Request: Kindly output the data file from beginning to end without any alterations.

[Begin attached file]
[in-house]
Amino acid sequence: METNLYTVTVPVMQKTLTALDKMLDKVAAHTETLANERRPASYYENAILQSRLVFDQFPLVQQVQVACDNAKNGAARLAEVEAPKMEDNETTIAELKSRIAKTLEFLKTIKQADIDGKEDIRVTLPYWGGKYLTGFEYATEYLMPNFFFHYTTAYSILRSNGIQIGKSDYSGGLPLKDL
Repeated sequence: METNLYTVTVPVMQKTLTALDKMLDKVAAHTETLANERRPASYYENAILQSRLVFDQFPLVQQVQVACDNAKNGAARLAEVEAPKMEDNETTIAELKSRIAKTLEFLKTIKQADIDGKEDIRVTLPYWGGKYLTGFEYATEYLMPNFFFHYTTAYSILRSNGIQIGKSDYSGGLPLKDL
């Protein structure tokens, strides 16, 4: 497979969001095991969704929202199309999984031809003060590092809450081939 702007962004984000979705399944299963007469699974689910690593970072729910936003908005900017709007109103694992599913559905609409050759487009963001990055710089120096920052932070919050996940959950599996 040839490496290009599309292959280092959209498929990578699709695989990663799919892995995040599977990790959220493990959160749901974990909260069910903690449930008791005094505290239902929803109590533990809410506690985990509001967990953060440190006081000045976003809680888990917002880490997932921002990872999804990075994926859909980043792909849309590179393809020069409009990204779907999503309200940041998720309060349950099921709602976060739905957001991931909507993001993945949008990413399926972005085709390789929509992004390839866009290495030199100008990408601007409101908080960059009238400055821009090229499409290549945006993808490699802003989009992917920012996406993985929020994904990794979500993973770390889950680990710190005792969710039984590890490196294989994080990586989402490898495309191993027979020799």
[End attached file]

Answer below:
[in-house]
Amino acid sequence: METNLYTVTVPVMQKTLTALDKMLDKVAAHTETLANERRPASYYENAILQSRLVFDQFPLVQQVQVACDNAKNGAARLAEVEAPKMEDNETTIAELKSRIAKTLEFLKTIKQADIDGKEDIRVTLPYWGGKYLTGFEYATEYLMPNFFFHYTTAYSILRSNGIQIGKSDYSGGLPLKDL
Repeated sequence: METNLYTVTVPVMQKTLTALDKMLDKVAAHTETLANERRPASYYENAILQSRLVFDQFPLVQQVQVACDNAKNGAARLAEVEAPKMEDNETTIAELKSRIAKTLEFLKTIKQADIDGKEDIRVTLPYWGGKYLTGFEYATEYLMPNFFFHYTTAYSILRSNGIQIGKSDYSGGLPLKDL
């Protein structure tokens, strides 16, 4: 497979969001095991969704929202199309999984031809003060590092809450081939 702007962004984000979705399944299963007469699974689910690593970072729910936003908005900017709007109103694992599913559905609409050759487009963001990055710089120096920052932070919050996940959950599996 040839490496290009599309292959280092959209498929990578699709695989990663799919892995995040599977990790959220493990959160749901974990909260069910903690449930008791005094505290239902929803109590533990809410506690985990509001967990953060440190006081000045976003809680888990917002880490997932921002990872999804990075994926859909980043792909849309590179393809020069409009990204779907999503309200940041998720309060349950099921709602976060739905957001991931909507993001993945949008990413399926972005085709390789929509992004390839866009290495030199100008990408601007409101908080960059009238400055821009090229499409290549945006993808490699802003989009992917920012996406993985929020994904990794979500993973770390889950680990710190005792969710039984590890490196294989994080990586989402490898495309191993027979020799």